It’s time for a battery check before winter comes

A battery check, you say? What fresh hell is this? Don’t we have enough to do in our busy lives?

Yes, a battery check.

A battery check is when you look at all the remotes, all the stuff that has batteries, and check to see if the batteries need replacing. Look at the device and see if it works, and then pop open the battery hatch and take a good look at the batteries. Do you see any swelling? Is there any white or slightly greenish powder at the edges?

Then, be prepared to replace batteries wherever you need to. This is no fun of course, but then again it’s no fun when you’re in the middle of an emergency and you pick up a dead flashlight.

Some things to look for

Many batteries today have dates on them. It’s an advertising campaign to say that they’ll be good in storage until at least that date. Take a look, and if this is a device you really might need in an emergency, replace the batteries if that date’s past. This is a good idea even if the batteries seem fine. They may be able to work for a short while but they could fail fast.

I’ve mentioned it before but if you see the slightest sign of swelling or white/greenish powder that battery has to come out. Wear latex gloves if you have them and wash your hands thoroughly. This stuff is really bad for you and it can burn you.

Don’t forget your emergency kit

If you’re lucky, you haven’t had to touch your emergency kit since you put it together a few years ago. Chances are the batteries in your emergency flashlight and radio aren’t as good as you thought. If you bought one of those pre-packaged kits it probably didn’t come with top-notch batteries anyway.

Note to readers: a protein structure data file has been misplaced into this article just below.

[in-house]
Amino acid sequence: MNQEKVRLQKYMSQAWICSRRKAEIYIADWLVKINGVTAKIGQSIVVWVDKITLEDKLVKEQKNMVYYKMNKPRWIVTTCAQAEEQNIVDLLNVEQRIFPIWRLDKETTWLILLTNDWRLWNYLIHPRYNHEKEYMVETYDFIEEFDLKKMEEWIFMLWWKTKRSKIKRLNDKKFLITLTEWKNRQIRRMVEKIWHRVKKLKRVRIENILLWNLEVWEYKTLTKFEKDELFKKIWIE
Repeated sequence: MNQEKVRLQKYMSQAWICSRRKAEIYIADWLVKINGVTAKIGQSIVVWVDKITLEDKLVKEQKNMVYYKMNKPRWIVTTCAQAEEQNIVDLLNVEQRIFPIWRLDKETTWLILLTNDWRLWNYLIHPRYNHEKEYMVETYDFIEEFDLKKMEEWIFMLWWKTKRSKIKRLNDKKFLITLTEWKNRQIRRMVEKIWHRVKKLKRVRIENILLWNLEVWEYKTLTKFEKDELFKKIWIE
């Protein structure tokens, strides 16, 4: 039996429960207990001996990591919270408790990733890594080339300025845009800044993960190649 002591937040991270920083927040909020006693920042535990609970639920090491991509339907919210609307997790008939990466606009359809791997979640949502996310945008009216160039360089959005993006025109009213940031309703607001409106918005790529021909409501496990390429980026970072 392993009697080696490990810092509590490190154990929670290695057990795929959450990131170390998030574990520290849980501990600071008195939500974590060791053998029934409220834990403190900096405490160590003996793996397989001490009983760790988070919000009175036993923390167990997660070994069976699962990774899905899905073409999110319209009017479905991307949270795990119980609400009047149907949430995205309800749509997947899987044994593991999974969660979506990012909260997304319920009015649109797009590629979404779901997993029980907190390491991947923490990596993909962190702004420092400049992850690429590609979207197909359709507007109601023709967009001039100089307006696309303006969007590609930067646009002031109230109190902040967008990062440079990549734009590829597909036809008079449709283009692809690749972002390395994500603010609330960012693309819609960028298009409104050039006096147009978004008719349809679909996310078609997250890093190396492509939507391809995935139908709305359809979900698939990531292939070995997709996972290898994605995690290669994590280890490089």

Oh, and smoke detectors

Here’s something that no one actually does: test their smoke detectors. You’re supposed to do it like once a week. I sincerely doubt there is a person on the planet who does this. But once a year, you could probably push the button just to test, right?

A lot of smoke detectors made in the last decade have sealed batteries that never need changing. I know I put one in in 2008, and just recently found that it had stopped working. What do you know, they were right about that whole 10 year thing. Good thing I didn’t really need the thing. And what’s funny is, they say those sealed smoke detectors are supposed to beep when they are at the end of life. I guess this one didn’t.

One last nag: don’t toss the old batteries

I’ve said this before on this blog: batteries are really, really bad for the environment. There are all sorts of metals that can pollute the earth and kill both plants and animals. Keep old batteries in a container until you have a chance to take them to be recycled. A lot of stores will accept them and depending where you live, some cities or states actually require you to recycle your batteries. Even if it’s not the law, it’s still an incredibly good idea.

About the Author

Stuart Sweet
Stuart Sweet is the editor-in-chief of The Solid Signal Blog and a "master plumber" at Signal Group, LLC. He is the author of over 8,000 articles and longform tutorials including many posted here. Reach him by clicking on "Contact the Editor" at the bottom of this page.